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THE MISSOURI HBRALP, HAYTI, MISSOURI
- -' jv"T7mn nrg. r r
THE HERALD PRINTING CO., Publishers
0. POPHAM, Sole Owner and Business Manager
C. S. YORK, Editor
Published Weekly, on Fridays, at Corner Fourth &' Broadway Sts.
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SECRETARY OF OIL.
Show Mr. Hughes an oil well and he will show you a pol
icy. It does not matter where in the world the oil is, if it is an
oil well, Mr. Hughes has noble principles available which will
apply to it. Mr. Hughes manages to bear up pretty well in the
face of the European misery. He has a supply of good reasons
always on hand why America cannot become entangled in the
problems of the civilized world. He is quite able to contemplate
the losses to American agriculture and business which are
due to the financial crises in Europe. He is .able to confine his
sympathies with the Near Eastern religious minorities to a fe
rocious speech at Boston designed to help Henry Cabot Lodge's
For he is perfectly ready to argue that the fundamental
American foreign policy is to have no foreign policy. But
when there is oil in sight a whole new set of principles arises
at once in Mr, Hughes' mind. He won't discuss world finance
with Europe, because that would be meddling. But he will' dis
cuss oil -with anybody anywhere at any time. For the oil ques
tion the Atlantic and Pacific Oceans do not exist. On oil and
on oil alone Mr. Hughes does not believe in isolation. Where
oil gushes there Mr. Hughes' diplomatists are instructed to
act. Where oil flows there are no Republican prejudices
against foreign complications. In the great international race
for oil, Mr. Hughes is able to forget the irreconciliables. They
can dictate all of the foreign policy of the administration ex
cept its, oil policy.
This passionate devotion to oil leads to some very strange
performances. Oil is, of course, the dominating motif in Mr.
Hughes' Mexican policy. American interests have extensive
oil holdings in Mexico. There is also oil in Mosul, and this oil
is not controlled by American interests; it is controlled by
British interests. It has become the subject of international
obligations which the revolutionary government of Angora de
sires to repudiate. Let no one 'think, however, that Mr.
Hughes' Mexican policy is inconsistent with his Mosul policy.
It is only the principles which are changed to suit the occa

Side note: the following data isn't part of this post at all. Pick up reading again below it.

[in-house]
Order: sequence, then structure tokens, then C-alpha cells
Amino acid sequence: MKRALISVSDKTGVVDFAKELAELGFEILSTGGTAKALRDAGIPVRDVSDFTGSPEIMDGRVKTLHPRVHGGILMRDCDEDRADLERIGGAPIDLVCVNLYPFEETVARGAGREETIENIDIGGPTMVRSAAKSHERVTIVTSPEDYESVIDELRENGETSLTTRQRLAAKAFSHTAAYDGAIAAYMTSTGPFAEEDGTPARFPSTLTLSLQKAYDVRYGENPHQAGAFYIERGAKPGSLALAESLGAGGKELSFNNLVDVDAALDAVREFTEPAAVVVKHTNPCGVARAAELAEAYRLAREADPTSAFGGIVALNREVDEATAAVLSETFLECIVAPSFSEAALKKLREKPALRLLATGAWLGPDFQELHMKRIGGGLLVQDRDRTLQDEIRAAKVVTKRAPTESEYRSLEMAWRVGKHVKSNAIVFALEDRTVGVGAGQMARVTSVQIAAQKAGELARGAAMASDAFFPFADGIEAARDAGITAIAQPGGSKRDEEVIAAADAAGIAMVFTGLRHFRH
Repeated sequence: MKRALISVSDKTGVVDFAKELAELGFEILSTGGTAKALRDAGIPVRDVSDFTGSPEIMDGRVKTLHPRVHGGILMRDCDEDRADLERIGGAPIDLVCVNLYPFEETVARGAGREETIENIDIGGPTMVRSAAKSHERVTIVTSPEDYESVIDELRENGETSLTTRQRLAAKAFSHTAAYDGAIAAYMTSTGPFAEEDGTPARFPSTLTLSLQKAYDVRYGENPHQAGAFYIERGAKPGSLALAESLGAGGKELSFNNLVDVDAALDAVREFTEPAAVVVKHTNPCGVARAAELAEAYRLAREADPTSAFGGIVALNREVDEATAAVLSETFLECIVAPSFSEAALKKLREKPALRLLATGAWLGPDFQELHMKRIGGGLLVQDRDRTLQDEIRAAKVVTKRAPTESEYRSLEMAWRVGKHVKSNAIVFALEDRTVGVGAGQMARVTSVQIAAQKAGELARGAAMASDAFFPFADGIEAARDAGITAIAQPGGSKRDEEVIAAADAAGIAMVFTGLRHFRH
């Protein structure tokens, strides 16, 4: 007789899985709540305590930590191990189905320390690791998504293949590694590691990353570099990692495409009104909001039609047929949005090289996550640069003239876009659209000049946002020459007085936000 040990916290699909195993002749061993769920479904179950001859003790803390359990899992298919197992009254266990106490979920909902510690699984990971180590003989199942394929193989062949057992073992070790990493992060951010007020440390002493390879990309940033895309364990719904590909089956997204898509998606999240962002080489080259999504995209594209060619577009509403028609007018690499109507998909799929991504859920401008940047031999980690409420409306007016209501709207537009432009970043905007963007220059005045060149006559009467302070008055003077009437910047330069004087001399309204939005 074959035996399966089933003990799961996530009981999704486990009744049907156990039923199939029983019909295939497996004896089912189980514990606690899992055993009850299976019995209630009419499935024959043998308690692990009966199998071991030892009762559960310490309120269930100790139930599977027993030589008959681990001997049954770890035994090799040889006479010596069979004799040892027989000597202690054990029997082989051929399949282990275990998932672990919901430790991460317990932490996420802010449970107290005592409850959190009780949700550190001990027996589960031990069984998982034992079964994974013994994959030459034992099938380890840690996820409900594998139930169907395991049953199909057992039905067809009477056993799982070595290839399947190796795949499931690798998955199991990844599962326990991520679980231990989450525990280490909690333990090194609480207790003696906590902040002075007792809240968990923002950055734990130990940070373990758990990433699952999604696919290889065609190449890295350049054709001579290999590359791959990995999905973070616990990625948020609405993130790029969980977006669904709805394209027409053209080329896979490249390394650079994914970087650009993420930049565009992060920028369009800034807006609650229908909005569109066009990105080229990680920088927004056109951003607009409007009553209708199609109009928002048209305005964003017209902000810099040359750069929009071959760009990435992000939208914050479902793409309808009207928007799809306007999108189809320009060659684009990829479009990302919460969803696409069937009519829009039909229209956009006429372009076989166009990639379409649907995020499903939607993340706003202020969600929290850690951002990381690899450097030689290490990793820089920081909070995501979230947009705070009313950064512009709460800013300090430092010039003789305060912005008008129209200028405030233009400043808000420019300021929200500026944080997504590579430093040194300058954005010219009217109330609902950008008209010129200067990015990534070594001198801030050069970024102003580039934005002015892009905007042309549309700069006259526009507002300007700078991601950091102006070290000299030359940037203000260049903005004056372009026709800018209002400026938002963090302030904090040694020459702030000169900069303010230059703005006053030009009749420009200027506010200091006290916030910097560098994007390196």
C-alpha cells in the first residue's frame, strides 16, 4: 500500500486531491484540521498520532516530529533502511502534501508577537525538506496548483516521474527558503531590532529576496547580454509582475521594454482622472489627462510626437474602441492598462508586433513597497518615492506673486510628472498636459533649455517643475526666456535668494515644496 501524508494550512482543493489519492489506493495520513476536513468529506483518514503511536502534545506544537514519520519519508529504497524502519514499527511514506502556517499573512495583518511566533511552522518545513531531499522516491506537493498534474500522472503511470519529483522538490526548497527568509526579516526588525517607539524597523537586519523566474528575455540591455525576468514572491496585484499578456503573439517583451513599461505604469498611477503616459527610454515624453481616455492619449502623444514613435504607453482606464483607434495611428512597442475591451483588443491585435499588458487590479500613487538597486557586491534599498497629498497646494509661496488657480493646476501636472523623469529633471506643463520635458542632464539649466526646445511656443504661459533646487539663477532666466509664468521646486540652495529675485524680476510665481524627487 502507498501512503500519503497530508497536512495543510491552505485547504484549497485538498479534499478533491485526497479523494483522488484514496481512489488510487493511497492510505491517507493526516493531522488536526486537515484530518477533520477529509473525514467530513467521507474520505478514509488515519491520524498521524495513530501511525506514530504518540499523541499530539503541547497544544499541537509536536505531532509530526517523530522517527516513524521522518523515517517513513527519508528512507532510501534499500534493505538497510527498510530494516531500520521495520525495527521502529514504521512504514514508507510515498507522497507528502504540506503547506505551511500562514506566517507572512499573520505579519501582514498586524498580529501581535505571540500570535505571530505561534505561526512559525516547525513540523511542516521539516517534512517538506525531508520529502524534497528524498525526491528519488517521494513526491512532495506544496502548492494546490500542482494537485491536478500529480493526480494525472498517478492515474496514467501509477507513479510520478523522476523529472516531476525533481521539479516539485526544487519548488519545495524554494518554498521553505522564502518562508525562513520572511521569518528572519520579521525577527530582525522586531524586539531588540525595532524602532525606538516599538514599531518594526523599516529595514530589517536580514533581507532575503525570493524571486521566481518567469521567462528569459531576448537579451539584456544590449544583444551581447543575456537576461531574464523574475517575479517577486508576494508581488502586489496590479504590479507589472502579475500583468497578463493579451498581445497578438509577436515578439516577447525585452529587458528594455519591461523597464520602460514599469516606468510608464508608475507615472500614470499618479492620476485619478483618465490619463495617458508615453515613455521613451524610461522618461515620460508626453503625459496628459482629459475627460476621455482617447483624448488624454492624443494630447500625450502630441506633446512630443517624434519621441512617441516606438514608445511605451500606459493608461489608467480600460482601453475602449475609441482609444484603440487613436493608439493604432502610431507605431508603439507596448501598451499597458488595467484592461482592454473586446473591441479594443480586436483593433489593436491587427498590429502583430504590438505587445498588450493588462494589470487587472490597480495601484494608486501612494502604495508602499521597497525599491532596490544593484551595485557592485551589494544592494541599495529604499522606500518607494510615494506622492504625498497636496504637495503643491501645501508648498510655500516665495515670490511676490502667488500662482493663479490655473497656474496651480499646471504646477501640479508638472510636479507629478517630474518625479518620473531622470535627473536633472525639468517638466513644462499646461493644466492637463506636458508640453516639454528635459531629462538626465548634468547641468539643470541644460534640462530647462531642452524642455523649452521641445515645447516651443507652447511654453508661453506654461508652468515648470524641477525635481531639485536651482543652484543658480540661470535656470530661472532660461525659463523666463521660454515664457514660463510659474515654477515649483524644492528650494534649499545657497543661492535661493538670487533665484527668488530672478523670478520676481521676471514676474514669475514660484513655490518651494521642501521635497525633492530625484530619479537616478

sion. The policy is the same one. The policy is to serve the
American oil interests before all other American interests.
Mr. Hughes' performance at Lausanne, where he sudden
ly re-entered world politics makes clear much that was ob
scure. Those who said that the administration was afraid of
Europe were mistaken. The administration is not in the least
afraid of European complications, for there is nothing more
complicated under heaven than the economic struggle for
Turkey. No, the administration is not afraid of the complipa
tions arising out of the League reparations or the political sta
bilization of Europe,, It is merely uninterested, because there
is no oil involved. If only oil would begin to gush in Geneva,
how quickly Mr. Hughes would go there ! If only there was an
oil field on the Rhine, how prophetically Mr. Hughes would
see the peril of the civilization ! If only helpless Austria were
an oil well, how promptly Mr. Hughes would rush to its assist
ance ! If only the Armenians and Greeks were squatting on
oil lands, how bravely Mr. Hughes would protect them against
the Turk !
Mr. Hughes is nominally Secretary of State, but the great
office that he administers so energetically is that of Secretary
of Oil. Post-Dispatch.
O : : O
CORPORATION TAX REPEAL CHICKENS COMING HOME
When Congress begins to authorize appropriations in the
short session, beginning December 4, the Republican ad
ministration will be reminded of the $500,000,000 of taxes re
pealed a year ago for the benefit of Big Business, including
It was argued in behalf of this reduction of excess profits
taxes and high surtaxes that their continuance would burden
business and industry and retard the country's return to
"normalcy." Elimination of these taxes was proposed almost
guaranteed as the same thing as the stimulation of produc
tion and commerce. Prosperity would-come back and dwell
in the land if only its chief representatives had thoir tax bills
Some of these taxes those on excess profits were re
pealed. The high surtaxes were reduced from 65 to 50 per
cent. The excess profits tax represented for the Government
an income of $450,000,000 a year. The decrease in the sur
taxes represented $61,500,000. What the. Government lost' by
their repeal or reduction was gained by the big corporations
and profiteers that had been paying them.
But the country isn't prosperous and hasn't been since
Mr. Harding's administration took charge of things. The
(Government has overdrawn its account and has been borrowing
money to meet current expenses. There is a deficit of $670,
000,000 and the revenues are diminishing. Tho revenues fell
. off 1,400,000,000 for theilscal year 1922. The talk of a sales
-tax as a source of governmental income has not been stilled.
All this is bad enough, but In the face of these fiscal diffi
culties, and in spite of commercial depression and agricultural
panic, President Harding wants to vote $750,000,000 into the
coffers of the Shipping Trust, and Secretary Mellon is accused
by a Republican Representative Frear of Wiscpnsin of re
fusing to enforce the law requiring big corporations to pay